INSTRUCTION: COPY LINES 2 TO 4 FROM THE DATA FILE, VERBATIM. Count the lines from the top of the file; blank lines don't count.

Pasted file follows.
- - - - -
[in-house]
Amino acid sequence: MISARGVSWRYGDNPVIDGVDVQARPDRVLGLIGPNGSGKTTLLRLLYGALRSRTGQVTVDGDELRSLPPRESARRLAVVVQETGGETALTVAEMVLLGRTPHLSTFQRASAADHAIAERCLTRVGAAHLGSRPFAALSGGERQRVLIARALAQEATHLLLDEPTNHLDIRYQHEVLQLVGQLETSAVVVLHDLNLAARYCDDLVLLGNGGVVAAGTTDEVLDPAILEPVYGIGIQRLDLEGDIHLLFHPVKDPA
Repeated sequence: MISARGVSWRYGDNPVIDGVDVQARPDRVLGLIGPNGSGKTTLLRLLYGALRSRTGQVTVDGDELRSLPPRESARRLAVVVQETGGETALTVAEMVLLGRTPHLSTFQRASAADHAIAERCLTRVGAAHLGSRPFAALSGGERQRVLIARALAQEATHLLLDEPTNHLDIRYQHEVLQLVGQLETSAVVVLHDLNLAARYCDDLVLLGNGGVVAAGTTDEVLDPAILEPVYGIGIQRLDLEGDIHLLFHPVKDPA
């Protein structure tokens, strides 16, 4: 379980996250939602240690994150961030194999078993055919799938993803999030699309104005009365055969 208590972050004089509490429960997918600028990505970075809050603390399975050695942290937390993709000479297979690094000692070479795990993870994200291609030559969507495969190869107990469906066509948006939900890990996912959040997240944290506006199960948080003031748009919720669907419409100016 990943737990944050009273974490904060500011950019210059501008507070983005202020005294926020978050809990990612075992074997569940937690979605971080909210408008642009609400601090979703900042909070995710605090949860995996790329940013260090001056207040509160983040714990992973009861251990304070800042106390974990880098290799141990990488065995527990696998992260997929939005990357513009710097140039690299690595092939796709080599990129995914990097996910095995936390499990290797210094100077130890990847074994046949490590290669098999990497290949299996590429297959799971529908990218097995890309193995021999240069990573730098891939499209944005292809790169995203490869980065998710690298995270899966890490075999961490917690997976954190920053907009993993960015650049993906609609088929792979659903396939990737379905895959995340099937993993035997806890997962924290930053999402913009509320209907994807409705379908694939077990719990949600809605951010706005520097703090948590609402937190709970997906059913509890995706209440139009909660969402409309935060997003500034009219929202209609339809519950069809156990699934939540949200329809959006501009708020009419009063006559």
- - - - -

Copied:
Amino acid sequence: MISARGVSWRYGDNPVIDGVDVQARPDRVLGLIGPNGSGKTTLLRLLYGALRSRTGQVTVDGDELRSLPPRESARRLAVVVQETGGETALTVAEMVLLGRTPHLSTFQRASAADHAIAERCLTRVGAAHLGSRPFAALSGGERQRVLIARALAQEATHLLLDEPTNHLDIRYQHEVLQLVGQLETSAVVVLHDLNLAARYCDDLVLLGNGGVVAAGTTDEVLDPAILEPVYGIGIQRLDLEGDIHLLFHPVKDPA
Repeated sequence: MISARGVSWRYGDNPVIDGVDVQARPDRVLGLIGPNGSGKTTLLRLLYGALRSRTGQVTVDGDELRSLPPRESARRLAVVVQETGGETALTVAEMVLLGRTPHLSTFQRASAADHAIAERCLTRVGAAHLGSRPFAALSGGERQRVLIARALAQEATHLLLDEPTNHLDIRYQHEVLQLVGQLETSAVVVLHDLNLAARYCDDLVLLGNGGVVAAGTTDEVLDPAILEPVYGIGIQRLDLEGDIHLLFHPVKDPA
């Protein structure tokens, strides 16, 4: 379980996250939602240690994150961030194999078993055919799938993803999030699309104005009365055969 208590972050004089509490429960997918600028990505970075809050603390399975050695942290937390993709000479297979690094000692070479795990993870994200291609030559969507495969190869107990469906066509948006939900890990996912959040997240944290506006199960948080003031748009919720669907419409100016 990943737990944050009273974490904060500011950019210059501008507070983005202020005294926020978050809990990612075992074997569940937690979605971080909210408008642009609400601090979703900042909070995710605090949860995996790329940013260090001056207040509160983040714990992973009861251990304070800042106390974990880098290799141990990488065995527990696998992260997929939005990357513009710097140039690299690595092939796709080599990129995914990097996910095995936390499990290797210094100077130890990847074994046949490590290669098999990497290949299996590429297959799971529908990218097995890309193995021999240069990573730098891939499209944005292809790169995203490869980065998710690298995270899966890490075999961490917690997976954190920053907009993993960015650049993906609609088929792979659903396939990737379905895959995340099937993993035997806890997962924290930053999402913009509320209907994807409705379908694939077990719990949600809605951010706005520097703090948590609402937190709970997906059913509890995706209440139009909660969402409309935060997003500034009219929202209609339809519950069809156990699934939540949200329809959006501009708020009419009063006559």